The pope therefore took flight with his uncle, Peter Leo. They were trying to get to the House of Theodoric through the mother church, but their adversaries anticipated their attempt and intercepted them. Thus, they were confined within the church, where they remained together for three days. After they had repeatedly attempted to break out through the church’s doors and to challenge those outside by some kind of a sudden assault, Wiprecht agreed with his standard-bearer that when the doors were thrown open, they two would shove in a timber of astonishing bulk, in order that those inside might not shut the doors so quickly, as they had done before, and retreat back inside. And so, when those men tried to carry out their daring in a similar attempt, Wiprecht and his standard-bearer threw the beam forward and created a gap between the adjoining doors. The Romans were now zealously defending the open doors. First among his men, Wiprecht attempted to rush the doors, in order to strike at those resisting for such a long time there. At length, they drove them inside. Wiprecht followed—although, not protected by a shield, he was actually being cut to pieces, little by little, by the enemies’ swords. Seizing a swordpoint in each hand, by both voice and example, he encouraged the multitude breaking in after him.
With them thus committing sin—oh the pain!—they engaged in a most violent battle in that same church, and much human blood was shed. To behold it was a frightful mockery of the Christian name, the ruin of a place of the most holy and apostolic honour and authority. Who, reading or hearing about it, does not shudder at so great a sacrilege: that human blood flowed like the Tiber within the sacred confines of the apostles?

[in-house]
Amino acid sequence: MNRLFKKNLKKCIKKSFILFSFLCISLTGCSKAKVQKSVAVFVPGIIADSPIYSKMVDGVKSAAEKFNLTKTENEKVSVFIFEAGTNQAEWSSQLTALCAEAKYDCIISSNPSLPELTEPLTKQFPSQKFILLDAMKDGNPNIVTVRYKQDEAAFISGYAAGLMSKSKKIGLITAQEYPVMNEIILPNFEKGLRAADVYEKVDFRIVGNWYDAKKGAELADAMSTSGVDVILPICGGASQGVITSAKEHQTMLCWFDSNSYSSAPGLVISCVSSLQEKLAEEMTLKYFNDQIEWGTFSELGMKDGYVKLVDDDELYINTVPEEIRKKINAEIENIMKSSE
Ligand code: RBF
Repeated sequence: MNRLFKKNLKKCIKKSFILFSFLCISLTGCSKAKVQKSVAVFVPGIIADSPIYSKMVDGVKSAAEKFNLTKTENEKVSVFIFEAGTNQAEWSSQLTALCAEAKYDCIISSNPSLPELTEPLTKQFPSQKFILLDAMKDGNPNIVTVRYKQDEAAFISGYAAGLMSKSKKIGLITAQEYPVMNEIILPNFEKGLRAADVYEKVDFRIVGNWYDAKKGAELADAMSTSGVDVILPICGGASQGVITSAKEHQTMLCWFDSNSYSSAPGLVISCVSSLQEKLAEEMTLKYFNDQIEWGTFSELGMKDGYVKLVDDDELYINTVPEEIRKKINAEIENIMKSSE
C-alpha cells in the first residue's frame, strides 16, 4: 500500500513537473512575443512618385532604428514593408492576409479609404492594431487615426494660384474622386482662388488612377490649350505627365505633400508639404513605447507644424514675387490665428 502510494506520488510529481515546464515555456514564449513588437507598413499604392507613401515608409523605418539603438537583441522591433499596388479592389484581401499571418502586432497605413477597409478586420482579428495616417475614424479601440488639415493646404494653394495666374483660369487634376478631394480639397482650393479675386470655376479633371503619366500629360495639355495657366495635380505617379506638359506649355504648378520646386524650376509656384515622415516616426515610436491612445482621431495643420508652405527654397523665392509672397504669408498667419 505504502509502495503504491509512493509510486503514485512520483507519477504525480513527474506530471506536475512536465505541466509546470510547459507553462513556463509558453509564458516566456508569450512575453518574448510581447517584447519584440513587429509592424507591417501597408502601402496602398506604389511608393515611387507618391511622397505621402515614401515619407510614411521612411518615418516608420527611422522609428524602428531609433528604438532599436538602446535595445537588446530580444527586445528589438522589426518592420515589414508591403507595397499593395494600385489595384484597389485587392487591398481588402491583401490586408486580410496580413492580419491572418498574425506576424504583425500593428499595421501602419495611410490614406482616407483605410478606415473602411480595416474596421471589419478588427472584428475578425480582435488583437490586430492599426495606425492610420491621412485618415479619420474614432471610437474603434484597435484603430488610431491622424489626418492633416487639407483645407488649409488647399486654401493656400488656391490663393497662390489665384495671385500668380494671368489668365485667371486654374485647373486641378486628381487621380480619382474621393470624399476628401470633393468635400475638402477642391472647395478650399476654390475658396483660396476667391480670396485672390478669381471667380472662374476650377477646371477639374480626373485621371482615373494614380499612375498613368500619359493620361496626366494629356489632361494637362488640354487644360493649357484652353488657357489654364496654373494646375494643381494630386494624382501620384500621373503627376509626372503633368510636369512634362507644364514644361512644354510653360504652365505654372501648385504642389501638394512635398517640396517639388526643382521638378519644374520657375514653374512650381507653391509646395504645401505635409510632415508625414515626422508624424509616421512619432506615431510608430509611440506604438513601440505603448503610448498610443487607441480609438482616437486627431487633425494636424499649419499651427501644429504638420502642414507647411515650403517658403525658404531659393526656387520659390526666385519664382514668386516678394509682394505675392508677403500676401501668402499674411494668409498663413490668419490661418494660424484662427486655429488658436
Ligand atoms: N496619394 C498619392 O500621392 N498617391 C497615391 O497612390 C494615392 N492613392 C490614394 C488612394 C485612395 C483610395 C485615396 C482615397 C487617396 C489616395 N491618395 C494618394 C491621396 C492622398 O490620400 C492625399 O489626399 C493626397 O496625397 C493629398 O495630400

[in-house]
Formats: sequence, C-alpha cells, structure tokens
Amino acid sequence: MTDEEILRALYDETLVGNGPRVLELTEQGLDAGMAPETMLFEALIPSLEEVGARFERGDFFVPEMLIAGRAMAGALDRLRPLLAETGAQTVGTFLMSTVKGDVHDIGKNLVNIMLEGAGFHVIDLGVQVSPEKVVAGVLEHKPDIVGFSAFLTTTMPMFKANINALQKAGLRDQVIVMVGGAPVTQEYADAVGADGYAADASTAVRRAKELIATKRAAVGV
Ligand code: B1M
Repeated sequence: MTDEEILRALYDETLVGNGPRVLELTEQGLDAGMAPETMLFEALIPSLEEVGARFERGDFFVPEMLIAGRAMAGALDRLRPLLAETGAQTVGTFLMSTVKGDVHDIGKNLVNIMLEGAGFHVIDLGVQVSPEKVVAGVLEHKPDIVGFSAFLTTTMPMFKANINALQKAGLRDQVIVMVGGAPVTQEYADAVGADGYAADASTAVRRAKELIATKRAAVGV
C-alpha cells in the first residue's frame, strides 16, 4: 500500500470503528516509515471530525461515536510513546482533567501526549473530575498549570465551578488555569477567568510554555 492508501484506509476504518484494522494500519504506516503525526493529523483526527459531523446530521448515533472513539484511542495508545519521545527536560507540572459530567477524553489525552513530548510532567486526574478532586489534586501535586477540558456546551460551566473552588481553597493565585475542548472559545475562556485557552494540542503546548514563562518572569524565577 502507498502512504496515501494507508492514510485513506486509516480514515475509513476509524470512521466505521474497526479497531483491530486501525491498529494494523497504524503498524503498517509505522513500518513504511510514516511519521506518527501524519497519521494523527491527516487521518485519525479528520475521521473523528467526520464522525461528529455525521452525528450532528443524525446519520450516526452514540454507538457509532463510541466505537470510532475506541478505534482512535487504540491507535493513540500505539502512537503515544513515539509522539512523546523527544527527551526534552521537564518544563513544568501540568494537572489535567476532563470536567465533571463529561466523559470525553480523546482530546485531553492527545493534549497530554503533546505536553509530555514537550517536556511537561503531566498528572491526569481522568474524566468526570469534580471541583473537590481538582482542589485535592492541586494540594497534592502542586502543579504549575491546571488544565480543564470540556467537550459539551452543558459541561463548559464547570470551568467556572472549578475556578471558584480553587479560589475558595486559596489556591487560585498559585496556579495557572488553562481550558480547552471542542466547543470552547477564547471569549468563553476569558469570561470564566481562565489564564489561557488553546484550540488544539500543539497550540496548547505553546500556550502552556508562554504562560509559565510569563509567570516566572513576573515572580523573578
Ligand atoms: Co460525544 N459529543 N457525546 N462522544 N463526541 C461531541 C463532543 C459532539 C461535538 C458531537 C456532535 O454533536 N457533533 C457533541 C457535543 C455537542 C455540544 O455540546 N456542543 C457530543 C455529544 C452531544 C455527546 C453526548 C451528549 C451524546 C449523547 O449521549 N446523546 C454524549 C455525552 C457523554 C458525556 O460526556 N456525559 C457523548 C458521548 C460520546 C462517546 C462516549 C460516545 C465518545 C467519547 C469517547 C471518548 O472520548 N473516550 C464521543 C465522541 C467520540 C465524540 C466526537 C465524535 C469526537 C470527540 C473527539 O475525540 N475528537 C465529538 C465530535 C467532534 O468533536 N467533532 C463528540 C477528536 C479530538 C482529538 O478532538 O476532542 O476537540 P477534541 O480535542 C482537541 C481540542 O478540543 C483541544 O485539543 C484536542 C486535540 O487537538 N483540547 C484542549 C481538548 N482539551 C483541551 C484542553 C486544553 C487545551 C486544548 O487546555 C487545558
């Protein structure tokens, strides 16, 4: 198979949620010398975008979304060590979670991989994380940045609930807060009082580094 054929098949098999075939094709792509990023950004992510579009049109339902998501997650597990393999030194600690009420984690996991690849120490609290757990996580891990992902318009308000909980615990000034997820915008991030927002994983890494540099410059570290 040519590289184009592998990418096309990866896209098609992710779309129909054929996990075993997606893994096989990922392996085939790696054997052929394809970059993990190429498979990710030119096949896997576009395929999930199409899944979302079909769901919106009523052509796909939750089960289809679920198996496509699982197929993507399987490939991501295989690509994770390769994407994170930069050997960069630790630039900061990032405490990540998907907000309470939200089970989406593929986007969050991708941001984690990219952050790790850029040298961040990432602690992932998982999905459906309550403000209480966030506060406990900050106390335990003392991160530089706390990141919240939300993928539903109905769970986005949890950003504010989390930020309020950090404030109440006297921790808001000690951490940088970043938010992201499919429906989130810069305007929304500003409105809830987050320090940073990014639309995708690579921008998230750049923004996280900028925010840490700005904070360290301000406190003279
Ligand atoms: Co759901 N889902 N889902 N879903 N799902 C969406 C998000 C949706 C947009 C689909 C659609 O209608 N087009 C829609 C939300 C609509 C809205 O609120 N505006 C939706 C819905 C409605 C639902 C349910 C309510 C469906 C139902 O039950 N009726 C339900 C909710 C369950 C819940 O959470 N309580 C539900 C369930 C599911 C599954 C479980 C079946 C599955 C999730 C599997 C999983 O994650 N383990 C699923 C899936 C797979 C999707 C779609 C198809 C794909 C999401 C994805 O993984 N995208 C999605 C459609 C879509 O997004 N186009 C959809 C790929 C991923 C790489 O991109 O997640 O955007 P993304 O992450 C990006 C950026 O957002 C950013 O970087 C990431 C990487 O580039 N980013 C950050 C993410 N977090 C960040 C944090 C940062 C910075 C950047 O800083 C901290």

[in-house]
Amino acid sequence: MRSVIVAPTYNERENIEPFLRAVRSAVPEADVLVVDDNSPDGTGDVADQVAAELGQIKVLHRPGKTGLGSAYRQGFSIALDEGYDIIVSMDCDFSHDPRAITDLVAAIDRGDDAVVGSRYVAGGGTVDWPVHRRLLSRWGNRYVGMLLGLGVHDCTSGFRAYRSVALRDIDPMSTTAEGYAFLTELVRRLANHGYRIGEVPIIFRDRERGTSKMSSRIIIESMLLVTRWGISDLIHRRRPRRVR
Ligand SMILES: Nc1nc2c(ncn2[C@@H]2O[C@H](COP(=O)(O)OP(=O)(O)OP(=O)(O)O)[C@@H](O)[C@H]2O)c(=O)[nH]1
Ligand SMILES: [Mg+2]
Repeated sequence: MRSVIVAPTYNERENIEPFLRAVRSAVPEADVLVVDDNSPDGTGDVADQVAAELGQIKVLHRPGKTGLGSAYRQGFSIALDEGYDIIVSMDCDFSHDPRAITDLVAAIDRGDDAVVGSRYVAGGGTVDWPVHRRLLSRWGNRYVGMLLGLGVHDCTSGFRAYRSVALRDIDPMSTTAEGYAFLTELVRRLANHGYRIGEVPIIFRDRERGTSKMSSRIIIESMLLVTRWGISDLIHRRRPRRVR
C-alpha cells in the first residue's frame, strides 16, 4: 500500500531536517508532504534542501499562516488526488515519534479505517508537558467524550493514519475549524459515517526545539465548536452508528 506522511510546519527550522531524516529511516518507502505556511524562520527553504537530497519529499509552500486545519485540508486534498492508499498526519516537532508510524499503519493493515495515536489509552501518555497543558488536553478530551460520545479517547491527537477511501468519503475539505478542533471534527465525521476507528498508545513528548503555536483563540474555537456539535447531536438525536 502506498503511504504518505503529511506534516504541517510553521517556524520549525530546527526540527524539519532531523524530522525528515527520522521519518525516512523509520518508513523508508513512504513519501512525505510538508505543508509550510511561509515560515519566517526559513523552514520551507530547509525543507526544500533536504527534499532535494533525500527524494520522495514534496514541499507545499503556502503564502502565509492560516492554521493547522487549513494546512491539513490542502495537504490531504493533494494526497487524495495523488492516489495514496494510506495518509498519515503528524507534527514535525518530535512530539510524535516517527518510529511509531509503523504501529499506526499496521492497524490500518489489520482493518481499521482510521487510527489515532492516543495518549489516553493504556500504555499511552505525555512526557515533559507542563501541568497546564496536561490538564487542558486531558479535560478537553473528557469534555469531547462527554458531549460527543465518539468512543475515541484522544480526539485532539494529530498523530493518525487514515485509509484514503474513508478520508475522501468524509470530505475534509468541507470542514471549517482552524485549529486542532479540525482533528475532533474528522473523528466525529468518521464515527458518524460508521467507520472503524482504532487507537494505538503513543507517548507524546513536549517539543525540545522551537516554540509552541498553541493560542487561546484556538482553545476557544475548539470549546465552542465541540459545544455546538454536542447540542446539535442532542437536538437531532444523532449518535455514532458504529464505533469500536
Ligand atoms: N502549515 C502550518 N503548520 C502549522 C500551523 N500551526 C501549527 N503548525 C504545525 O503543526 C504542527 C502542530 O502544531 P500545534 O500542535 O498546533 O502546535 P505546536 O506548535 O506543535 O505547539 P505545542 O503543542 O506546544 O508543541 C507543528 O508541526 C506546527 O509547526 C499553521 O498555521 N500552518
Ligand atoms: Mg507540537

Meanwhile, the pope had withdrawn into the sanctuary with Peter Leo. Apprehended there, along with those more distinguished by birth, they were handed over into Wiprecht’s custody at the king’s order. Afterwards, having considered saner counsel on both sides and after many opinions had been offered on the dispute—as to whether it was an occasion for their release or indictment—the pope was reconciled to the king. The king ordered and carried this out: after three days’ labour, the church, venerable to the whole world, was with difficulty finally cleansed of the filth of bloodshed and consecrated anew in his presence; the king was raised up through imperial consecration; and all their captives were released to the pope for free. The slaughter seemed to come to an end and a new life to begin.
At length, the emperor received the most fortified House of Theodoric into his control and stationed in it a garrison of his own supporters. Of the twenty of Wiprecht’s milites posted there, eleven died, having consumed poison, a trick executed by the Romans’ working girls. With Wiprecht announcing it, their deceit immediately became known to the emperor.
Yet everyone should take note of the active resolve and industrious effort of this man in respect to the king's service. After a period of seven years' time had been completed, only five milites from his own sixty and merely nine of the three hundred Czechs who had obeyed his will were left to him. With spirits unshaken and fully prepared for whatever danger might approach, they went headlong into death in their barbaric manner.
The emperor, therefore, lest he leave anything unfinished behind their backs, directed his army against the Veronese. At the same time, Peter Leo had confirmed by oath that he himself was ready to come to his aid, having given hostages in the meantime, as well as copious silver as payment to all the troops. While the emperor remained at the House of Theodoric [in Rome], they set their camps against Verona. The duke of Verona observed (although too late) that he did not have the strength to resist the royal majesty. Sending envoys, he sued for peace. Providing in every way reparations for everything, he deserved to be reconciled by some kind of agreement. He promised that he would show his obedience with gifts and services, so that he might at least be consulted about his power and his city. Wiprecht was therefore directed to Verona on account of the agreement concerning these reparations. The emperor awaited Wiprecht’s return at the House of Theodoric.